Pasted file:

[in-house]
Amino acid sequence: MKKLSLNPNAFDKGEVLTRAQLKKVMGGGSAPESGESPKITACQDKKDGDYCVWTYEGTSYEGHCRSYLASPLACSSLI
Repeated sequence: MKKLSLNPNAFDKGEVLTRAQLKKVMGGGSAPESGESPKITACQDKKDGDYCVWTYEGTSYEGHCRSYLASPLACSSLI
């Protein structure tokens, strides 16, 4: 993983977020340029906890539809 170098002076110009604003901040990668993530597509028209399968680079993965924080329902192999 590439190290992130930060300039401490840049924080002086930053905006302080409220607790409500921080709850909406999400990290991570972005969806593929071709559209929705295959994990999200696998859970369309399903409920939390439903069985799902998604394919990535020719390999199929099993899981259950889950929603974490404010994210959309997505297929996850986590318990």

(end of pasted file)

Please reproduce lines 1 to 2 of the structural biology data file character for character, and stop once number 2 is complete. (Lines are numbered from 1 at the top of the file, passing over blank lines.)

[in-house]
Amino acid sequence: MKKLSLNPNAFDKGEVLTRAQLKKVMGGGSAPESGESPKITACQDKKDGDYCVWTYEGTSYEGHCRSYLASPLACSSLI